10/15/2012 05:53 pm ET Updated Dec 15, 2012

Understanding Others: Part II

Once you have mastered the art of being present -- mentally and physically -- when someone is talking to you, you will be a much better listener and everyone around you will feel safer, more secure, and understood.

What else can you do to increase your level of understanding in any situation?

The conversation is not all about you!

Unless we are advanced communicators, our "operating platform" is that of our inner toddlers who see themselves at the center of everything and anything that happens. This means that no matter what the other person is saying or the message they are trying to convey, we interpret it all through a filter that they are really talking about us! And we find a way to tie it into our deepest fears, or we perceive what they are saying and judge it and them, and then we attack, defend or justify.

Understanding others is forgetting about you for a short time -- especially keeping your inner toddler tamed to be patient. And it's about checking what you think you heard vs. making assumptions. At least let the other person get to the end of their comments before you react without checking their real intent.

The meaning of the words you hear

The meaning you give to the words you hear are often very different from the meaning that the speaker has for them. The non-verbals, which are roughly 93 percent of the message that is communicated, are critical for understanding what someone else really means. [1] And even if we observe these carefully, we are still just assuming or guessing by reading what we see -- we still need to ask questions to clarify and confirm.

Words are used to wrap feelings! To truly understand, we need to work out or know what feelings the person is trying to convey to you.

As they start to speak, ask yourself, "What does this person really want from me?" and then listen with that as an intention. You are searching for feelings they are verbally and non-verbally expressing.

Your first mission, should you choose to accept it, is to ask yourself this question in every conversation you have and seek to understand.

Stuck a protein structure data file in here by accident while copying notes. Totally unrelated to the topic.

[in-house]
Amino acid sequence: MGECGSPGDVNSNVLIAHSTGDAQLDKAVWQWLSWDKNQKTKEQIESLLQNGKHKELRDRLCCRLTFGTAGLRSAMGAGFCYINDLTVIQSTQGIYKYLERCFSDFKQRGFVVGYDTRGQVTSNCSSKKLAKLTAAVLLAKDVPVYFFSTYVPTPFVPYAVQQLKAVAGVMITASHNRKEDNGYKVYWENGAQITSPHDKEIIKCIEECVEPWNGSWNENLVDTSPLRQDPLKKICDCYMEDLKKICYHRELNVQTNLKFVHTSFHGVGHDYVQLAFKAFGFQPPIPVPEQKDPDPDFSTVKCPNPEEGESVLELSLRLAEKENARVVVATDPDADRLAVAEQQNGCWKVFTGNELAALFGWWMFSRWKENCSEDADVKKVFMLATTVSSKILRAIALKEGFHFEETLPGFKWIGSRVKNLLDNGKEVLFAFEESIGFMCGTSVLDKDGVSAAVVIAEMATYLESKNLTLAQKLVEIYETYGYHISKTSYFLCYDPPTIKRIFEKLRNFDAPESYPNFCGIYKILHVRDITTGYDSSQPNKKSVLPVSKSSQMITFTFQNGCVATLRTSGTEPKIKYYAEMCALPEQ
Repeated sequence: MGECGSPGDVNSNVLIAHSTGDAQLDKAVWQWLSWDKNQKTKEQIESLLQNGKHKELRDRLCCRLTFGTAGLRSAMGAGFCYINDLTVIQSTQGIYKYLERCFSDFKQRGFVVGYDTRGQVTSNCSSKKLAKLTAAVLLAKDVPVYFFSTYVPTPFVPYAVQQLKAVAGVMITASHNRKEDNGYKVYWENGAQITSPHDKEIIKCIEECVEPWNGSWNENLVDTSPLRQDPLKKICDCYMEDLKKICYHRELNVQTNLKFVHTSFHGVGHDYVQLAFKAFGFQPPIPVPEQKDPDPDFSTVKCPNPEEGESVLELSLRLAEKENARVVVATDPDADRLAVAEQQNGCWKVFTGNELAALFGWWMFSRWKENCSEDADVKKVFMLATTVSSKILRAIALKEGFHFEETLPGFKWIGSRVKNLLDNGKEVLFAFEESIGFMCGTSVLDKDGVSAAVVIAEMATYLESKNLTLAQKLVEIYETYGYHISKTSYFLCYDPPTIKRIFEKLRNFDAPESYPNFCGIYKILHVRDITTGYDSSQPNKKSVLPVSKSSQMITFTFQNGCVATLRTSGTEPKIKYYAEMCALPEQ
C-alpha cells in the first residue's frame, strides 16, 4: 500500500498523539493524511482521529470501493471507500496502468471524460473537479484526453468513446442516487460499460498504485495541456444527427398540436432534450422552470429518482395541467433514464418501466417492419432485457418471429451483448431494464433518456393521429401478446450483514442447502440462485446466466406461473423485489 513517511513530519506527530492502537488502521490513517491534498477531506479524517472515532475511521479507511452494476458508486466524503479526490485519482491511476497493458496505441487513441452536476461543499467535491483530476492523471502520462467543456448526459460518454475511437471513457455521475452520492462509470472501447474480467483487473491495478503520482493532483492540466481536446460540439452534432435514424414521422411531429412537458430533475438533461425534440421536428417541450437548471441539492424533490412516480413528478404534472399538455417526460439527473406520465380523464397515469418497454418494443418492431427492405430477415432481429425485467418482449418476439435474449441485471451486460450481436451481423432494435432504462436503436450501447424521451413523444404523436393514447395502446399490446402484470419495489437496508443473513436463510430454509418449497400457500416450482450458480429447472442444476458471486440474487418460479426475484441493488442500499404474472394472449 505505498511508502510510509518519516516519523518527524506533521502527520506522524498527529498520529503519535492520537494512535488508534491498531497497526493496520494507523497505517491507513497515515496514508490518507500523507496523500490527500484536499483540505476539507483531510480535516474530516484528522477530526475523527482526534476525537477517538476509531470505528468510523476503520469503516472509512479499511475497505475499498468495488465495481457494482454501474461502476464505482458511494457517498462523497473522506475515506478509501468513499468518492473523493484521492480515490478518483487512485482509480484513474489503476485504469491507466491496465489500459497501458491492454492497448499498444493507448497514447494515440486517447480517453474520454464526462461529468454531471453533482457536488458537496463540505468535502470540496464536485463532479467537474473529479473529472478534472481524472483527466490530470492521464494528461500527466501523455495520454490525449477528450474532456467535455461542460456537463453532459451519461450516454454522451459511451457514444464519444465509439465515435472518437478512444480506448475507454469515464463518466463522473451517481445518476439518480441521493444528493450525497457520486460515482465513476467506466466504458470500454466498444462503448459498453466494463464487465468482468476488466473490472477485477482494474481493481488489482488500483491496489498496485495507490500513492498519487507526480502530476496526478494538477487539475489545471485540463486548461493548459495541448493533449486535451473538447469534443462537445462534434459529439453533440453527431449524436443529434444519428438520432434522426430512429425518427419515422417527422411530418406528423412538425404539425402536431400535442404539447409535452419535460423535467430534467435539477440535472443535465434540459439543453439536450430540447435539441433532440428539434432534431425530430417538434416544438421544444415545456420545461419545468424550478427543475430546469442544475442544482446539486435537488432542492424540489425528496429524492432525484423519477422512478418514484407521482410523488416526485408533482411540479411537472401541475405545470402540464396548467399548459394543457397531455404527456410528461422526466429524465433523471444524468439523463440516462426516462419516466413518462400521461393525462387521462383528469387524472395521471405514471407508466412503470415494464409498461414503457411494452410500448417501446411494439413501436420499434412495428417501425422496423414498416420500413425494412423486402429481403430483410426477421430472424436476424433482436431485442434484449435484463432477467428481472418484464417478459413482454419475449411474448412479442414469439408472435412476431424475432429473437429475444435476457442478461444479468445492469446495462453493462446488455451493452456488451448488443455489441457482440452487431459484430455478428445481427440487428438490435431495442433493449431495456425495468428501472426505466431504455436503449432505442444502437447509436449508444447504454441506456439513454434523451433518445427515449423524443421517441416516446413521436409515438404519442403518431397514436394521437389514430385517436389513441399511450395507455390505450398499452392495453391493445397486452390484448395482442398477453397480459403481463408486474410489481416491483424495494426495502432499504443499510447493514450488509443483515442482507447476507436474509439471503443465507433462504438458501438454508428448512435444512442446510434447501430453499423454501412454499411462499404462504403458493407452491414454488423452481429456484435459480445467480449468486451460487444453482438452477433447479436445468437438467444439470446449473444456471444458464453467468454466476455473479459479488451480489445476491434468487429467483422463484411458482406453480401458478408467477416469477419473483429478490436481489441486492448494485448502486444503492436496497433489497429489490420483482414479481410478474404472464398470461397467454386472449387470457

Ask questions vs. assume

When you ask someone a question and you are genuinely seeking to understand and not trap them or catch them out, you will have more information and that will allow you to understand more of what the other person is really wanting from you.

We make so many assumptions about what other people say, mean or do and as that old saying goes, to assume is to make an ass out of you and me!

Your second mission this week (should you choose to accept it) is to carefully monitor your own "assumption factor." How often do you assume you know what someone means or is saying, and how often do you check to see that you were accurate with your assumption? This means check what you think you heard by asking a clarifying question.

We can't possibly know what is going on inside someone else's head and thoughts -- even though we know someone really well. It's always better to check. And the best way to check is by asking questions.

In the next blog we will consider how to ask questions that elicit the information you want -- and make you a fascinating person!

We would love it if you commented on the results of your missions, if you chose to accept them.


Amanda Gore

For more by Amanda Gore, click here.

For more on emotional intelligence, click here.


1. Mehrabian, Albert (1971). Silent Messages (1st ed.). Belmont, CA: Wadsworth. ISBN 0-534-00910-7.